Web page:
Creating a successful discharge plan for patients with opioid abuse issues is a huge challenge for a case manager in the cardiac care unit at Massachusetts General Hospital.
• Even young drug users can develop cardiac problems and other comorbidities in addition to addiction issues, making it difficult to find a post-acute provider.
• At Massachusetts General, multidisciplinary Addiction Consult Teams (ACTs), which include nurses, social workers, physicians, and psychiatrists, treat and follow patients with substance abuse issues.
• Sometimes it takes multiple discharge plan attempts to find one that works.
As a case manager in the cardiac medical-surgical care unit at Massachusetts General Hospital, Maria Seavey, RN, BSN, CCRN, reports that developing a workable discharge plan for patients with opioid abuse issues is one of her biggest challenges.
Seavey manages the care of opioid users whose cardiac issues are serious enough to require a stay in the cardiac ICU. Most of her patients are between 20 and 50 years old.
“Even young drug users can develop cardiac issues such as endocarditis and vascular compromise, and opioid abusers often have multiple comorbidities. This, plus their addiction, makes it complicated to develop a successful discharge plan,” Seavey says.
Opioid abuse can lead to an array of medical complications including hepatitis, HIV, cellulitis, and localized and systemic infections, in addition to overdoses and withdrawal, she adds. “It’s very costly to the healthcare system,” she says.
Her patients come from a variety of backgrounds. “Patients who are addicted to narcotics come from all walks of life. Some are down on their luck, others have mental health issues and are self-medicating, and some are chronically homeless. Many have no health insurance,” Seavey says.
At Massachusetts General, Addiction Consult Teams (ACTs) treat and follow patients with substance abuse issues. The multidisciplinary team includes addiction nurse practitioners, social workers, psychiatrists, physicians, and recovery coaches. On the cardiac service, Seavey works closely with the team to develop a workable plan.
The nurse practitioner, physician assistants, surgeons, and physicians focus on the medical aspects of the case, while the rest of the ACT concentrates on the substance abuse piece and Seavey handles the discharge.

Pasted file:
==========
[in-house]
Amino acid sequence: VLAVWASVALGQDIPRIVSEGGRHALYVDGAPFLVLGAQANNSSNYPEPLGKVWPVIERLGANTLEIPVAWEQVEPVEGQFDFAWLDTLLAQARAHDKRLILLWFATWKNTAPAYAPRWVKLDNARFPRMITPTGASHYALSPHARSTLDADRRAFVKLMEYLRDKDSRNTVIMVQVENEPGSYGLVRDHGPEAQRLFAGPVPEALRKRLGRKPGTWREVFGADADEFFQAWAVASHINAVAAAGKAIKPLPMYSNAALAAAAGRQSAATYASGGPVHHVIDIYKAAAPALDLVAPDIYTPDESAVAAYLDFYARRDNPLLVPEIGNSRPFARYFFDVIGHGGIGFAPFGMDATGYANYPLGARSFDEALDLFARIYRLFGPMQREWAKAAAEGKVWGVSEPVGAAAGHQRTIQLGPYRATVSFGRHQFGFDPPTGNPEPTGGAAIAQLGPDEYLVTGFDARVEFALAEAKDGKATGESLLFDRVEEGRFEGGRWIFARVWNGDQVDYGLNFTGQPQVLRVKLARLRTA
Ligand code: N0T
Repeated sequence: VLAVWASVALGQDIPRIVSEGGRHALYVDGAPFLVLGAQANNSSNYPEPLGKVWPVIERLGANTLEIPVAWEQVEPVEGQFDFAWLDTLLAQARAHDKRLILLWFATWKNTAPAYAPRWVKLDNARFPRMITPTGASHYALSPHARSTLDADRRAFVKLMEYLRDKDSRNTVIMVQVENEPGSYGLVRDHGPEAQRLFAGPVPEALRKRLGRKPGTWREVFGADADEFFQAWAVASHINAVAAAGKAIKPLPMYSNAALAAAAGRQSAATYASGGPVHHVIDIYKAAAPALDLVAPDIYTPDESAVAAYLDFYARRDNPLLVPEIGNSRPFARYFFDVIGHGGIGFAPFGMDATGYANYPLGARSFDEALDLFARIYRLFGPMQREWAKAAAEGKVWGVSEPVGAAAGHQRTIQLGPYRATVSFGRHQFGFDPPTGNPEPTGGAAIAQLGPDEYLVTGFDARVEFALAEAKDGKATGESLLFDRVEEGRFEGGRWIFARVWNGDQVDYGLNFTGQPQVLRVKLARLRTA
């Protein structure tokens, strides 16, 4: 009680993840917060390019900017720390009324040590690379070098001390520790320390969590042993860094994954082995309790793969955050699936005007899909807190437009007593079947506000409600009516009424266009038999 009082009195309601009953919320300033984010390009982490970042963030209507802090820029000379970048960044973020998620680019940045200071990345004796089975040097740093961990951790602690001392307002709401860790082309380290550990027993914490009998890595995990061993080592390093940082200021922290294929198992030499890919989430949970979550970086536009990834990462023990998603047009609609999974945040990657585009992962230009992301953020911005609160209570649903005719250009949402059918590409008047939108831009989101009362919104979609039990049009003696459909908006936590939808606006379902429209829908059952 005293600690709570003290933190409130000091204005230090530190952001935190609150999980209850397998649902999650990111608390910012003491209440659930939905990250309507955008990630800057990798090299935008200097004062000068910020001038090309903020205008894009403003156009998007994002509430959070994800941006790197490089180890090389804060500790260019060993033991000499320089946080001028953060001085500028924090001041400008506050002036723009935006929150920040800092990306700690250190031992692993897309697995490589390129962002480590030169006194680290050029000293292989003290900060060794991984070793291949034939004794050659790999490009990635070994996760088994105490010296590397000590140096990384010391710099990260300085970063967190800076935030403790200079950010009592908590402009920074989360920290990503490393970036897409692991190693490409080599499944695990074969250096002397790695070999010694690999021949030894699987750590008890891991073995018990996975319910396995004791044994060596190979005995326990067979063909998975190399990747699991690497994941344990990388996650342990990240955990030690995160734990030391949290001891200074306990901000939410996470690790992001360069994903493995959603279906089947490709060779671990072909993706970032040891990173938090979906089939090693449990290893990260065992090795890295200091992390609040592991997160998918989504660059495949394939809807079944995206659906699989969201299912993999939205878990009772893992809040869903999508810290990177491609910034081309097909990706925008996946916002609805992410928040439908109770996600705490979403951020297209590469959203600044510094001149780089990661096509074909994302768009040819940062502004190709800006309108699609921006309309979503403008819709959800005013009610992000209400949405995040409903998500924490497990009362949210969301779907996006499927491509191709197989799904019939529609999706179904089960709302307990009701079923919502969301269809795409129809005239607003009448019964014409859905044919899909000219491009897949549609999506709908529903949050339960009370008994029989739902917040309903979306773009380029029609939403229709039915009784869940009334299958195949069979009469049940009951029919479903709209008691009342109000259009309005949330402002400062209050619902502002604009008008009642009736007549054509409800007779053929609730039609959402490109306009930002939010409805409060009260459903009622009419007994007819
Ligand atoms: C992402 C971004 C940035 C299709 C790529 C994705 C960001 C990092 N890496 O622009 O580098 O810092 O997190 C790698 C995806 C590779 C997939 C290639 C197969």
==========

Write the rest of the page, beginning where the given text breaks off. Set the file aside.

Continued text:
Seavey attends rounds with the nurses and doctors and communicates closely with team members during the rest of the day. “We take advantage of all the opportunities to come up with a plan for patient care. We may stop and discuss patients when we meet in the hall, or get the team together for a family conference,” she says.
During rounds, team members talk about each patient’s condition, medical needs, and goals as well as obstacles to discharge and ways to overcome them. “We look at their living conditions, their financial needs, and community support,” she says. Some are not American citizens, or have another reason they’re unable to obtain health insurance.
Other barriers include lack of support at home, a history of homelessness, and unwillingness to change habits, Seavey says.
Seavey meets the patients as early in the stay as possible to develop rapport and trust. Most of the opioid users have extended hospital stays because of complications, and Seavey sees them every day. “By visiting them frequently and establishing a relationship, I bond with the patients on some level,” she says.
Before creating a discharge plan, case managers should be informed about all of the issues patients who abuse opioids face, Seavey says. “It often takes creativity and a lot of options to come up with a discharge plan that will work,” she says. (For details on how one patient’s discharge plan changed, see related article in this issue.)
For instance, some patients resist going to a methadone clinic because of the stigma attached, she adds. Others can’t find post-discharge treatment because they are uninsured. Some rely on suboxone to treat their opioid dependence, but need a physician to prescribe it, she says.
When patients need IV antibiotics, it is sometimes difficult to find a skilled nursing facility to take the risk, Seavey says. “They have a patient sign a contract agreeing that when a visitor comes in, the patient won’t use the IV line for drugs,” she says. “A lot of facilities also require patients to sign a contract that spells out all of the rules. If the patients don’t abide by them, they are discharged.” The state of Massachusetts offers many resources that can help people with opioid use problems, Seavey says.
Sometimes, getting a patient to agree on a discharge plan is difficult, she says. “I tell them that these are their options and they have to accept it. Sometimes, it takes several tries,” she adds.
For example, one young man with whom Seavey worked in the cardiac observation unit came into the ED from a rehabilitation facility three times in a week. He had a peripherally inserted central catheter (PICC line) and was receiving IV antibiotics, but left the rehab facility and returned an hour later in a drowsy state. Seavey talked to the patient’s insurance company, and discussed disenrollment unless he finished his treatment. The rehab facility wouldn’t take him back because he wouldn’t follow the rules. Finally, he agreed to enter a state facility to finish his IV regime.
“I don’t follow patients after they leave, so I don’t know if the plan works in the long run — but I do know that these patients are discharged from the hospital in a safe manner,” she says.